Doppstadt’s DH910 SA-B woodchipper.
When Volvo Penta began working with environmental technology company, Doppstadt, they won them over by giving them a floral arrangement. Not literally, of course, but in German, the saying ‘Strauß Blumen’ roughly translates as ‘to offer someone a bunch of flowers’ and means to go over and above what is expected.
Volvo Penta has done this by providing appropriate engines for high-end powerful machines, altering them where necessary, and offering a great aftercare support to ensure everything runs smoothly.
Daniel Kürten, product manager at Doppstadt, explains that the company is testing prototypes of two of its woodchippers with Volvo Penta engines, to suit markets which adhere to Stage II/ Tier 2 and Stage IV/ Tier 4 Final emissions regulations.
“We had deep discussions with Volvo Penta about what we wanted and have been testing together those prototypes. We had a plan for aspects such as torque, speed and fuel consumption, and we made decisions based on those facts.
“We decided to collaborate and build with them because we think that their engines are reliable as well as powerful and fit the profile of our machines. By testing together we are optimizing the driveline of our application to achieve an efficient machine with low fuel consumption and high performance.”
Doppstadt manufactures shredders, separators and mixing machines which can process wood, commercial waste, excavated earth, biomass and refuse, for the industrial and recycling industries. Its machines are sold all over the world.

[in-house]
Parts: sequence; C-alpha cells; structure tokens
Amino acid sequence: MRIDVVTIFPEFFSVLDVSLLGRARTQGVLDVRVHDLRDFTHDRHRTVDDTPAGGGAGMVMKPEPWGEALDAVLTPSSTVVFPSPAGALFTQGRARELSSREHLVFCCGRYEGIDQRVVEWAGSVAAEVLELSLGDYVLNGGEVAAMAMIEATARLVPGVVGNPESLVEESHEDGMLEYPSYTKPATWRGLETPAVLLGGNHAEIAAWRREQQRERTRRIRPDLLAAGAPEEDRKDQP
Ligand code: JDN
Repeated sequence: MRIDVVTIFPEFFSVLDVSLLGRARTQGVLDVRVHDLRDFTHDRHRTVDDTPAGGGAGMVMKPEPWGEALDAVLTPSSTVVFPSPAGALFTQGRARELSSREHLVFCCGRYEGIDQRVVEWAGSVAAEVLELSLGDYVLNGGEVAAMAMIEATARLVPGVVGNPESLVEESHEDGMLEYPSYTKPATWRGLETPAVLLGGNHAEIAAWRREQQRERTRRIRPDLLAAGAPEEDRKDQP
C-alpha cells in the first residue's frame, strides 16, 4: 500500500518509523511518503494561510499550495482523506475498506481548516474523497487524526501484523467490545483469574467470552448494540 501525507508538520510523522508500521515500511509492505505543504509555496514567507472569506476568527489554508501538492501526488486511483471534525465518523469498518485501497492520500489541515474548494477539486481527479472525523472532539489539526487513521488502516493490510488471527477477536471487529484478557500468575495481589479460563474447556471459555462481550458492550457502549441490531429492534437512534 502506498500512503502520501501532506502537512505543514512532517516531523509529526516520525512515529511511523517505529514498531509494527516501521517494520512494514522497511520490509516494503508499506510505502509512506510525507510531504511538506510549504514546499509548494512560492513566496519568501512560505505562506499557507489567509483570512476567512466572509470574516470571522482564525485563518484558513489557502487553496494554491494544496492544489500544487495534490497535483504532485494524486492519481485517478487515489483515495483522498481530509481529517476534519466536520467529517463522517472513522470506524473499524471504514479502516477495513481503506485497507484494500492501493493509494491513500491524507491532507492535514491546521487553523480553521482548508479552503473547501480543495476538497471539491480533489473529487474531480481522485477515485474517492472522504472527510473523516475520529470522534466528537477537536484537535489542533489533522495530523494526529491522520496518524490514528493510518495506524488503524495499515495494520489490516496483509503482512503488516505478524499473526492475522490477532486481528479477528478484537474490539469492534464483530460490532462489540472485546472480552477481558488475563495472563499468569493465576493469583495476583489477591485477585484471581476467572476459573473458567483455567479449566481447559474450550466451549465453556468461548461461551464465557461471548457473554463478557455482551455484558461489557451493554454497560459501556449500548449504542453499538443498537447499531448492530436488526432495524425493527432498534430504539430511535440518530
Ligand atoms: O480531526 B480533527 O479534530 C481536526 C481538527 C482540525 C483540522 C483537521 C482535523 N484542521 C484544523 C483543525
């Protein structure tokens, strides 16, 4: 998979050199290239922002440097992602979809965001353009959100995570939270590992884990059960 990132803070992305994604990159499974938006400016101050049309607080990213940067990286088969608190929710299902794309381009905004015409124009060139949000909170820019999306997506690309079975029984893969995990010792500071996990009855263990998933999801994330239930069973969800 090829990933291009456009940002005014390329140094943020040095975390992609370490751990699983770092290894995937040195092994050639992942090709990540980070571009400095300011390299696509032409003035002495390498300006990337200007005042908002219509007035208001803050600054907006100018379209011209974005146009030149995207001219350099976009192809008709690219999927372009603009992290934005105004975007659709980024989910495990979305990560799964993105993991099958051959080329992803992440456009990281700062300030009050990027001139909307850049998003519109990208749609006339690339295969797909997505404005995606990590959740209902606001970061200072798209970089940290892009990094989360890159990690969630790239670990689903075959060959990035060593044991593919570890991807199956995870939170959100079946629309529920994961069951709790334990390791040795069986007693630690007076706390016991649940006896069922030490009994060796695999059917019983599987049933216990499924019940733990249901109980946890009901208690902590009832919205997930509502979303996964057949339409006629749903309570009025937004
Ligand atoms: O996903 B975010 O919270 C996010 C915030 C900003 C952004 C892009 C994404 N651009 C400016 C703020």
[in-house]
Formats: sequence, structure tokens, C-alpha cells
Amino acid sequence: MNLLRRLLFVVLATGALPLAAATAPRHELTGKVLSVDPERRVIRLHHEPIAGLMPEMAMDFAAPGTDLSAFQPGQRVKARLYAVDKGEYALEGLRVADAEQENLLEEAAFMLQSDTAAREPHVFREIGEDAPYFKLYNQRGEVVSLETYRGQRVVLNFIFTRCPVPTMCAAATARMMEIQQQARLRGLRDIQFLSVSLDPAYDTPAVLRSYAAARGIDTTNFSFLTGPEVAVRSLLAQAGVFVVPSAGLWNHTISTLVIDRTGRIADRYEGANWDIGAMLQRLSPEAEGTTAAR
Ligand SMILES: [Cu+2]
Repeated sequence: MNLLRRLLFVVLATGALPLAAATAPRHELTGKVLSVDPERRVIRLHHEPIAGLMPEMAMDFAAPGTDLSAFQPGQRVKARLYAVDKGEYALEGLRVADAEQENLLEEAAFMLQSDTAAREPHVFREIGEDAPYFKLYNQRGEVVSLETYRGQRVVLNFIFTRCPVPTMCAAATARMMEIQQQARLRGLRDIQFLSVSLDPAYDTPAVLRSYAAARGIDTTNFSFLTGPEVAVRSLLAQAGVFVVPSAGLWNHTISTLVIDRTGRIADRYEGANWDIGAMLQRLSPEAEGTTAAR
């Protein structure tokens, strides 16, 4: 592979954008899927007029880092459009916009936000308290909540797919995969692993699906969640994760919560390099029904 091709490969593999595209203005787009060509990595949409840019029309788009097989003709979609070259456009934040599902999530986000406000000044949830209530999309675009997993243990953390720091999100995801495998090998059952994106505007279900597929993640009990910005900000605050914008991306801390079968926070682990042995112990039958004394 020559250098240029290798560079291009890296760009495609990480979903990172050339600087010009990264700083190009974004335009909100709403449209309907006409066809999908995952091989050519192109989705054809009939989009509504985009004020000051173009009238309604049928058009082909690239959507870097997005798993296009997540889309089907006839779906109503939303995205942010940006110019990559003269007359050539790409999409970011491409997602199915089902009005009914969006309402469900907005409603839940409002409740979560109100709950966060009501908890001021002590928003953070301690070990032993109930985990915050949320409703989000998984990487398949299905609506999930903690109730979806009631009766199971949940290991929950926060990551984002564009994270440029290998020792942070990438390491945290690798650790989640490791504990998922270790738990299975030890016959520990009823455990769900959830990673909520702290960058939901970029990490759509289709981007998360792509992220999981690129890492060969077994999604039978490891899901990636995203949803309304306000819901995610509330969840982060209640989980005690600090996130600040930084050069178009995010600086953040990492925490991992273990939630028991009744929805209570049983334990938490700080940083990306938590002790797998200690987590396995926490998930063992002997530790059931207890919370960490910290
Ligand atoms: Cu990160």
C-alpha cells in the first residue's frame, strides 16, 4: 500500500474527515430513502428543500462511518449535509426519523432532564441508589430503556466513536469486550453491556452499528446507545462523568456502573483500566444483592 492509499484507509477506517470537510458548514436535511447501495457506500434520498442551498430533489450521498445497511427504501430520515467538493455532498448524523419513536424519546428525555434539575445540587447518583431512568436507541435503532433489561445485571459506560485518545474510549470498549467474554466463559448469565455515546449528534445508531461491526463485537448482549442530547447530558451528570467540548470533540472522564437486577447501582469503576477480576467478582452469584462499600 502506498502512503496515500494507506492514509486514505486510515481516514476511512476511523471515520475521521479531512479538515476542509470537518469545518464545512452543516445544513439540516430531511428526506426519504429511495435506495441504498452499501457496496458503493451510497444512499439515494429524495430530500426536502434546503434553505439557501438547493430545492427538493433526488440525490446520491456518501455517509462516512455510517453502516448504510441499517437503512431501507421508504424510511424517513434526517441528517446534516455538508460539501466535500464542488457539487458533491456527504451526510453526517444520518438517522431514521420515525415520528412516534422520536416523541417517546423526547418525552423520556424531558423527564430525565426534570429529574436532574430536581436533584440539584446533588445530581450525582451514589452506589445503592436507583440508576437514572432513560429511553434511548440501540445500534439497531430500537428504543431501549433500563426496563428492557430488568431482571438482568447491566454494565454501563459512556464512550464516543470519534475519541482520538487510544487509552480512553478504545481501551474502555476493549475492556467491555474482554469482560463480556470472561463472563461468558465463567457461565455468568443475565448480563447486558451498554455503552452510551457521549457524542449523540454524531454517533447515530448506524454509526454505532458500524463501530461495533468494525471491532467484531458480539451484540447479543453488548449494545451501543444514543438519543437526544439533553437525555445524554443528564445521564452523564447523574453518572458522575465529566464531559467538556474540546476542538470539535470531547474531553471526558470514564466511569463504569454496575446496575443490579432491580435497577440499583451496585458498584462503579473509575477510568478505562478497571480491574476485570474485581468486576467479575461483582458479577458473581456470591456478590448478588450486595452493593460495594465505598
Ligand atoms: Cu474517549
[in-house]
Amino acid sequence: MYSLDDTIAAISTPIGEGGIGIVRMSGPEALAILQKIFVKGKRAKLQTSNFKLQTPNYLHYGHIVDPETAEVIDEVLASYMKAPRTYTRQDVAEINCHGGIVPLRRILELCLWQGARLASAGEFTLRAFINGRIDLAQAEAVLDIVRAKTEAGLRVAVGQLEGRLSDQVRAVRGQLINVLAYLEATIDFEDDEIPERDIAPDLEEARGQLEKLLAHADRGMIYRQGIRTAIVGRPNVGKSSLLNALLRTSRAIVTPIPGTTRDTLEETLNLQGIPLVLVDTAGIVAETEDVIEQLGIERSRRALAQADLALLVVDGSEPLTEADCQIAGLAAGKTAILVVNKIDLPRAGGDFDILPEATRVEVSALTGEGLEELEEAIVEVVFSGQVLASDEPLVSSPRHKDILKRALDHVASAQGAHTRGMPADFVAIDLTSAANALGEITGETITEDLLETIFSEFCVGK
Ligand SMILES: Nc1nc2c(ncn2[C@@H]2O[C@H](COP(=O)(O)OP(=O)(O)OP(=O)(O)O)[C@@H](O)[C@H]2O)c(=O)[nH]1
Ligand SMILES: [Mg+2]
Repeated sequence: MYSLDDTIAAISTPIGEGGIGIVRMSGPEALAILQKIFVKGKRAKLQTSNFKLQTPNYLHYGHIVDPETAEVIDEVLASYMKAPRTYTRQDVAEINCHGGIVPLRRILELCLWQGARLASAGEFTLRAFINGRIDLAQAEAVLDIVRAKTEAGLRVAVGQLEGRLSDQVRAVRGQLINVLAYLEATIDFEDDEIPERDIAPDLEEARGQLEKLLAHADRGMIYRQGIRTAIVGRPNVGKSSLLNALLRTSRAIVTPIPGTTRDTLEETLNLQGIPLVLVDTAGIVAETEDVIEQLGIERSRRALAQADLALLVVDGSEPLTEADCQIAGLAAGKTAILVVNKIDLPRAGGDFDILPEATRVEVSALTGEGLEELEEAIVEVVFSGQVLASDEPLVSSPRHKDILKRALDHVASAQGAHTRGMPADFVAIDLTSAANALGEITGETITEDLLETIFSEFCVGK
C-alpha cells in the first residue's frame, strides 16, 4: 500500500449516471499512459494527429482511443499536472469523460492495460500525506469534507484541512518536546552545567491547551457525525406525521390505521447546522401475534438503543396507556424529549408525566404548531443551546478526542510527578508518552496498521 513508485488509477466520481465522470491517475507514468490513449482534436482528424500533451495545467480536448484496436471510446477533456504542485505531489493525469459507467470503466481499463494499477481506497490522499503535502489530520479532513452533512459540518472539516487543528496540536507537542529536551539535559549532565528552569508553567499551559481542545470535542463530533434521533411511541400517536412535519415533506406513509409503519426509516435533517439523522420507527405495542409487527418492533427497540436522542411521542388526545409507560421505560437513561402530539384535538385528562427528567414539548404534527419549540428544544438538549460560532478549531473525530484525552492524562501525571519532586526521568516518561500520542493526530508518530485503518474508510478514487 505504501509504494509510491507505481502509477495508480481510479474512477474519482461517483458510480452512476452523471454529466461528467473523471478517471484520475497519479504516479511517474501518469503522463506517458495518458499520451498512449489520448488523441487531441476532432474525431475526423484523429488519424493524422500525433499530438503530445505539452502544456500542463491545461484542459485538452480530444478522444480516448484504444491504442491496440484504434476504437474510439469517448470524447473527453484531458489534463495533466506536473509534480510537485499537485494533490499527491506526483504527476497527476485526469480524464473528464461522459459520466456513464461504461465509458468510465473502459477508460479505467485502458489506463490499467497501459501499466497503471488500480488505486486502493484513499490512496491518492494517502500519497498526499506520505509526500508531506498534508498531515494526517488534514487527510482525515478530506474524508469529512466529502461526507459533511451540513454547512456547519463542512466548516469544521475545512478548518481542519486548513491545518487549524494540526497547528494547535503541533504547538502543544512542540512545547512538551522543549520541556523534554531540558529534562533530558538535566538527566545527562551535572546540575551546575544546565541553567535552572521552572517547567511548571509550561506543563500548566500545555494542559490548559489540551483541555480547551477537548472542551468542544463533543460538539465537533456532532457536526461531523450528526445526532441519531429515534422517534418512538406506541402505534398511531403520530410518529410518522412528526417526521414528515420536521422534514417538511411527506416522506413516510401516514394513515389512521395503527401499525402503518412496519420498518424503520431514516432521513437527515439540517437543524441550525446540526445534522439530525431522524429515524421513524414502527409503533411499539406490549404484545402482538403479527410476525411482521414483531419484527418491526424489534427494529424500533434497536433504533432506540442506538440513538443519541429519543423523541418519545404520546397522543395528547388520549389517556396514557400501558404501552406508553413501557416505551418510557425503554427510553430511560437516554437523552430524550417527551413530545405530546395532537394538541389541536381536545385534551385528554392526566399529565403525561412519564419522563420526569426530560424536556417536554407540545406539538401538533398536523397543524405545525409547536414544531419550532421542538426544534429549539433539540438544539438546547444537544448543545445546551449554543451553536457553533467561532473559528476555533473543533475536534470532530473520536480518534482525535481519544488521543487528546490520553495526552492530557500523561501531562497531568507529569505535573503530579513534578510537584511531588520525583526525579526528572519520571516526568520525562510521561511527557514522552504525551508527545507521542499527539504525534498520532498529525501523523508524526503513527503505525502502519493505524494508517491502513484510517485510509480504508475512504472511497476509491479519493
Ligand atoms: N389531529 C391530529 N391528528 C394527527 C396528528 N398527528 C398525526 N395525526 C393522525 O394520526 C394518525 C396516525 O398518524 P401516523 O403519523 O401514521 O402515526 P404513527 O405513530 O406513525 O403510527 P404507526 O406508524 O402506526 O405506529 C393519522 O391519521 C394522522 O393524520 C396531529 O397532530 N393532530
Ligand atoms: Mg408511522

Volvo Penta’s Stage II/Tier 2 TAD1643VE is being tested Doppstadt’s DH910 SA woodchipper, which is the most powerful model in its range. It produces big wood chips, which burn better than small ones. It can be fed with 150 m³ of solid wood per hour and is loaded by a material handler. It is used by the forestry industry, sawmills and bio-mass producers.
Doppstadt is testing both the Stage II/Tier 2 TAD1643VE and the Stage IV/Tier 4 Final-compliant TAD1672VE in its DH910 SA-B, a similar machine but with a slewable output conveyor. It is a logical solution because it is based on the same engine platform – therefore there are synergies in the electrical installation and engine room design.
“They have quite a simple solution for the Stage II and Stage IV emissions, which are easy to install and work well together with Doppstadt‘s machine control system,” says Kürten. “We are building on a partnership to power machines across recycling, forestry, and biomass production in the future.
“We need to have machines that have minimal downtime and can be serviced globally. Our machines are very strong and robust, and we provide the best solutions and service for our customers – and Volvo Penta does that too. We like to say that they have ‘offered us a bunch of flowers’.
“Emissions regulations are one of the main challenges we face. We need to be prepared for the future and we look forward to it. We have a good relationship with Volvo Penta. If we have an issue, we work together with Volvo Penta on a solution and they support us very well.”
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